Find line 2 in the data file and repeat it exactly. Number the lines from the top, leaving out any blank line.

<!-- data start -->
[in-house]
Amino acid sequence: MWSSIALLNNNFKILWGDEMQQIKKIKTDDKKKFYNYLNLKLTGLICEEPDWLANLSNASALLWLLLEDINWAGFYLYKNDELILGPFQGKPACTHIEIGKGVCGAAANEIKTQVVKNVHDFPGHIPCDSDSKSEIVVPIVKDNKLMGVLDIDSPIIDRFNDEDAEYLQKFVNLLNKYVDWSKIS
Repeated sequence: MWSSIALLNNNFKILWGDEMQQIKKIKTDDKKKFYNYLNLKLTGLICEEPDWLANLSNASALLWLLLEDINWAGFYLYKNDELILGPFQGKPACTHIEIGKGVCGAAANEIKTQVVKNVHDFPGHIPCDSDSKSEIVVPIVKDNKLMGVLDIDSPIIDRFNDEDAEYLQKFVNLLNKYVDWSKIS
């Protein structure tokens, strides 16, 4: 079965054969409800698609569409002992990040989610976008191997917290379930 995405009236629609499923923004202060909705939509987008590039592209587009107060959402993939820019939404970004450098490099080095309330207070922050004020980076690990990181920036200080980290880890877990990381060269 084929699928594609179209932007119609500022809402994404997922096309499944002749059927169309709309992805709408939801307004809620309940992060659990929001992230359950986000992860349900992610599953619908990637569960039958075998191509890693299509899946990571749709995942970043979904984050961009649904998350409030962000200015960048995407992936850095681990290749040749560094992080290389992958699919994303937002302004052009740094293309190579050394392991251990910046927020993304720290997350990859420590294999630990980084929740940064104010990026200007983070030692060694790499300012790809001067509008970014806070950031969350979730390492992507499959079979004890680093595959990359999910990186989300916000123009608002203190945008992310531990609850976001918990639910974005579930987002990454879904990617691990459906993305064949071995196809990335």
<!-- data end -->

Amino acid sequence: MWSSIALLNNNFKILWGDEMQQIKKIKTDDKKKFYNYLNLKLTGLICEEPDWLANLSNASALLWLLLEDINWAGFYLYKNDELILGPFQGKPACTHIEIGKGVCGAAANEIKTQVVKNVHDFPGHIPCDSDSKSEIVVPIVKDNKLMGVLDIDSPIIDRFNDEDAEYLQKFVNLLNKYVDWSKIS